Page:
Not one to be bothered by a blatantly false analogy, Judge Ho went further, and applied the sort of casually unfair and unjust reasoning that the Fifth Amendment and Seventh Amendment were ratified to prevent:

Gibson nevertheless asks this court to remand so that he can present evidence of his individual need for sex reassignment surgery. Oral Arg. 11:35–12:10; 13:27–16:22. We do not see how evidence of individual need would change the result in this case, however.

Slip op., p. 15. Thus, Judge Ho held that, although the Court admittedly did not have enough evidence about Gibson’s case to decide her case one way or another, the Court could dispense with due process, the right to a jury trial, and the bother of actually hearing Gibson’s case, and instead issue a blanket ruling that consultation with a gender dysphoria specialist could never, ever be medically necessary because sex reassignment surgery could never, ever be medical necessary. Those sorts of gratuitous across-the-board holdings are why, as NPR recounted, lawyers from across the political spectrum have started to question whether Judge Ho sees himself as a federal judge or as a political columnist who happens to sit on the federal bench.

And Judge Ho’s claim that there is no need to review “evidence of individual need” for gender reassignment surgery does not make sense. It cannot be squared with basic legal practice relating to medical evidence, much less with the current case law relating to gender reassignment surgery. In every case, whether it involves an inmate or a car accident or anything else, complex medical issues are decided by way of evidence from qualified medical professionals, and parties to a case are entitled to call doctors to testify about their observations, diagnoses, and opinions. See, e.g., McGuire v. Davis, 437 F.2d 570, 572 (5th Cir. 1971)(“a doctor may testify from personal observation of his patient”); see also Skidmore v. Precision Printing and Pkg., Inc., 188 F.3d 606, 618 (5th Cir. 1999) (testimony by psychiatrist properly admitted because the psychiatrist “testified to his experience, to the criteria by which he diagnosed [the plaintiff], and to the standard methods of diagnosis in his field”). Indeed, the Center for Medicaid & Medicare Services itself — in a memo Judge Ho obviously was aware of, because he cited it, see slip op., p. 14, fn 7 — evaluates coverage for gender reassignment surgery on “a case-by-case basis,” which is exactly what Gibson wanted, an individualized review by a gender dysphoria specialist.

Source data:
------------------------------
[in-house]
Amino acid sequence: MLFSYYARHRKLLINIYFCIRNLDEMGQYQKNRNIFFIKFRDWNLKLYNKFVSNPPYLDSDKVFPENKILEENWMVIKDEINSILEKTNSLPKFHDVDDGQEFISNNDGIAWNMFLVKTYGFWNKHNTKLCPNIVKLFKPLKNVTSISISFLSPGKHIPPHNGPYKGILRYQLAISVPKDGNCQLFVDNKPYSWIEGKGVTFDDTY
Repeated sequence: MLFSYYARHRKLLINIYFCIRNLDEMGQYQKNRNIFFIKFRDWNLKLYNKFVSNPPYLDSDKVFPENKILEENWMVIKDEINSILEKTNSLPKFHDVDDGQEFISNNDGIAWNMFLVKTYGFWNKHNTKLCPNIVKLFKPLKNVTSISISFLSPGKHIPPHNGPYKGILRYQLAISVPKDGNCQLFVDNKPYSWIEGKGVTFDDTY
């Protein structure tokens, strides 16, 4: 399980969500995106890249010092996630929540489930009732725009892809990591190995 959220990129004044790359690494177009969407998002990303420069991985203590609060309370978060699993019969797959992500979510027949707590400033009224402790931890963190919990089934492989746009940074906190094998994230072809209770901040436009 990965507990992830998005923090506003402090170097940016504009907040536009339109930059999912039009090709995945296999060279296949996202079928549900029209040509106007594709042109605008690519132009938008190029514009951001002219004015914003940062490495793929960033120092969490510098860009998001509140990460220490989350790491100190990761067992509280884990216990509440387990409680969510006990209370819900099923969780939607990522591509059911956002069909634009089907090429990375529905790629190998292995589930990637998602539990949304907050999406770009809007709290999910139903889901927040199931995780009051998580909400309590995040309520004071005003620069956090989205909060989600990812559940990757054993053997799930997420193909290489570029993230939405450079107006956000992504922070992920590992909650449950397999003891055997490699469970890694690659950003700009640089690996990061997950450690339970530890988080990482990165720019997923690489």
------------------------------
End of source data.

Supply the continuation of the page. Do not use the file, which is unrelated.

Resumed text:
The need for individual evaluation is so critical that State Departments of Human Services which have tried to block coverage for gender reassignment surgeries have often found themselves overruled by their State Supreme Courts, like what just happened in Iowa. Judge Ho’s “common sense” rationale thus defied not just the federal government’s own policies and the current interpretation of anti-discrimination laws, but also the most “common sense” of medical issues: the only way to know what treatment any patient needs is for a qualified medical provider to provide an expert medical opinion.

Fourth, as the dissent pointed out, the actual record in front of the Fifth Circuit was quite minimal — because Gibson’s case had been dismissed before any discovery had been taken, and without any notice to her the Court was going to decide that issue — and that record was unambiguously favorable to Gibson:

In moving for summary judgment only on the basis of immunity, the Director provided the following evidence in support: Gibson’s grievance records; Gibson’s medical records from January 2014-August 7, 2015; and TDCJ Policy No. G-51.11. The Director submitted no evidence regarding the medical necessity vel non of SRS in treating gender dysphoria.